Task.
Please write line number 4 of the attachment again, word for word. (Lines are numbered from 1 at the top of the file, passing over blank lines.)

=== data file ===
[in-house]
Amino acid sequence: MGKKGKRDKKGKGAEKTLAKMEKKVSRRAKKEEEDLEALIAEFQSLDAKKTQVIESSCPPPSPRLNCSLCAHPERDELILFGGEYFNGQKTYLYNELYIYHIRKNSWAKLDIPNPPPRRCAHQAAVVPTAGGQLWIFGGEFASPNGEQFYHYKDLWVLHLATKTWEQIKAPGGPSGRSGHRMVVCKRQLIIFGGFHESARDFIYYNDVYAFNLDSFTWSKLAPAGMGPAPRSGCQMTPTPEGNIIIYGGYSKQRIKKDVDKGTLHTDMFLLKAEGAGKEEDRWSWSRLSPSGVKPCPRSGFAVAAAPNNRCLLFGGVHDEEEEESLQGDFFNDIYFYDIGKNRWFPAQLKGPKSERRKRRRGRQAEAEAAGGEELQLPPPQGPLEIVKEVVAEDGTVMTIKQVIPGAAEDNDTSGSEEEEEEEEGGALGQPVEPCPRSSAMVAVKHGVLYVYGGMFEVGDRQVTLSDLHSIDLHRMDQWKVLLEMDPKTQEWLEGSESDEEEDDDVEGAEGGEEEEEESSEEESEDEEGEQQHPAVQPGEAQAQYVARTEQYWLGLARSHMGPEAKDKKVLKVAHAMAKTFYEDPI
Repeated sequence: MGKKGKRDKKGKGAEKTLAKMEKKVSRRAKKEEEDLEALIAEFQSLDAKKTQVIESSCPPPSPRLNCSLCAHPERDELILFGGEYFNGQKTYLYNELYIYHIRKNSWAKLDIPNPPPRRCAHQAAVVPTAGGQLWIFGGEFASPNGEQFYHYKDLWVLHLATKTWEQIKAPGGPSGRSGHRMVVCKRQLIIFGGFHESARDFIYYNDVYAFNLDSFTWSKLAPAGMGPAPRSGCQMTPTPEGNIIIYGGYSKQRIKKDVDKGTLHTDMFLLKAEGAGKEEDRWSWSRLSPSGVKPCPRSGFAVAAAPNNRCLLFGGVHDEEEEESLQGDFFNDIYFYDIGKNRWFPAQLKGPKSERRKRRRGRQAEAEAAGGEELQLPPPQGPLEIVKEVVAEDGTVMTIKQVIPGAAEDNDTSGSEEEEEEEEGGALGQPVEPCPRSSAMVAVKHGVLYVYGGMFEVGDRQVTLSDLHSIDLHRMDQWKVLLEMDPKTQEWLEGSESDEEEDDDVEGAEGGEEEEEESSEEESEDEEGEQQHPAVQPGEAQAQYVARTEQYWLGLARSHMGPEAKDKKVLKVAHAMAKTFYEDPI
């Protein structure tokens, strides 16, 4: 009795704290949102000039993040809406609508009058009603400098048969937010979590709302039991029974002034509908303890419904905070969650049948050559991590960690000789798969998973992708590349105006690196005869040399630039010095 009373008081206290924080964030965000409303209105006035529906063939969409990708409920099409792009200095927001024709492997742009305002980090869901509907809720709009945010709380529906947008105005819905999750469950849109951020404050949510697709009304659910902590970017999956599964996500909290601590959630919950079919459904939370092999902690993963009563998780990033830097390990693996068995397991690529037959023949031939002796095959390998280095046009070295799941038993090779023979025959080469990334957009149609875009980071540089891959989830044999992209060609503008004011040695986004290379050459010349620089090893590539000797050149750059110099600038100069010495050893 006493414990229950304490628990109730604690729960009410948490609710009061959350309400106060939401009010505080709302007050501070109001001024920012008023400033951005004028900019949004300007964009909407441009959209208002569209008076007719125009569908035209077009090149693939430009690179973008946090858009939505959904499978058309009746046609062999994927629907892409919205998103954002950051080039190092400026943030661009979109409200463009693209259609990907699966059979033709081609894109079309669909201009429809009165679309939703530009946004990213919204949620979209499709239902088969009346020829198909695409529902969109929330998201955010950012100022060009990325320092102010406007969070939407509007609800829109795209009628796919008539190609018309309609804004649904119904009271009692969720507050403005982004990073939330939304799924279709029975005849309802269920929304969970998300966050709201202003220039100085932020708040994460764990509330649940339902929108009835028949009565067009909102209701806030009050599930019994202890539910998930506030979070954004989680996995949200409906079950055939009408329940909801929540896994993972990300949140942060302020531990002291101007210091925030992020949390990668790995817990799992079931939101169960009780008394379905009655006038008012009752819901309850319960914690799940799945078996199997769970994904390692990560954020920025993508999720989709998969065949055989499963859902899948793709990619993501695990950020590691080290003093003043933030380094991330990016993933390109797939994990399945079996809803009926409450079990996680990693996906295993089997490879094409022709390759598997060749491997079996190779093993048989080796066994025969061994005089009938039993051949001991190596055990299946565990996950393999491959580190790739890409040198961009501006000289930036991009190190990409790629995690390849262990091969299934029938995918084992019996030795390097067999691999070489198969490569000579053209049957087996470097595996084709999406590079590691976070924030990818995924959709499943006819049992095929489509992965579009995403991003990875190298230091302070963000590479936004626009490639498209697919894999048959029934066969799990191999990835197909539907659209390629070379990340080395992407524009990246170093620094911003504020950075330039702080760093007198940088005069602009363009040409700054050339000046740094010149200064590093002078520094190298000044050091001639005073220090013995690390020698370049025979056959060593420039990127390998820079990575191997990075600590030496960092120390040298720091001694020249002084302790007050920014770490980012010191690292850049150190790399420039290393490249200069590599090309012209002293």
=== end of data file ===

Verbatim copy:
């Protein structure tokens, strides 16, 4: 009795704290949102000039993040809406609508009058009603400098048969937010979590709302039991029974002034509908303890419904905070969650049948050559991590960690000789798969998973992708590349105006690196005869040399630039010095 009373008081206290924080964030965000409303209105006035529906063939969409990708409920099409792009200095927001024709492997742009305002980090869901509907809720709009945010709380529906947008105005819905999750469950849109951020404050949510697709009304659910902590970017999956599964996500909290601590959630919950079919459904939370092999902690993963009563998780990033830097390990693996068995397991690529037959023949031939002796095959390998280095046009070295799941038993090779023979025959080469990334957009149609875009980071540089891959989830044999992209060609503008004011040695986004290379050459010349620089090893590539000797050149750059110099600038100069010495050893 006493414990229950304490628990109730604690729960009410948490609710009061959350309400106060939401009010505080709302007050501070109001001024920012008023400033951005004028900019949004300007964009909407441009959209208002569209008076007719125009569908035209077009090149693939430009690179973008946090858009939505959904499978058309009746046609062999994927629907892409919205998103954002950051080039190092400026943030661009979109409200463009693209259609990907699966059979033709081609894109079309669909201009429809009165679309939703530009946004990213919204949620979209499709239902088969009346020829198909695409529902969109929330998201955010950012100022060009990325320092102010406007969070939407509007609800829109795209009628796919008539190609018309309609804004649904119904009271009692969720507050403005982004990073939330939304799924279709029975005849309802269920929304969970998300966050709201202003220039100085932020708040994460764990509330649940339902929108009835028949009565067009909102209701806030009050599930019994202890539910998930506030979070954004989680996995949200409906079950055939009408329940909801929540896994993972990300949140942060302020531990002291101007210091925030992020949390990668790995817990799992079931939101169960009780008394379905009655006038008012009752819901309850319960914690799940799945078996199997769970994904390692990560954020920025993508999720989709998969065949055989499963859902899948793709990619993501695990950020590691080290003093003043933030380094991330990016993933390109797939994990399945079996809803009926409450079990996680990693996906295993089997490879094409022709390759598997060749491997079996190779093993048989080796066994025969061994005089009938039993051949001991190596055990299946565990996950393999491959580190790739890409040198961009501006000289930036991009190190990409790629995690390849262990091969299934029938995918084992019996030795390097067999691999070489198969490569000579053209049957087996470097595996084709999406590079590691976070924030990818995924959709499943006819049992095929489509992965579009995403991003990875190298230091302070963000590479936004626009490639498209697919894999048959029934066969799990191999990835197909539907659209390629070379990340080395992407524009990246170093620094911003504020950075330039702080760093007198940088005069602009363009040409700054050339000046740094010149200064590093002078520094190298000044050091001639005073220090013995690390020698370049025979056959060593420039990127390998820079990575191997990075600590030496960092120390040298720091001694020249002084302790007050920014770490980012010191690292850049150190790399420039290393490249200069590599090309012209002293």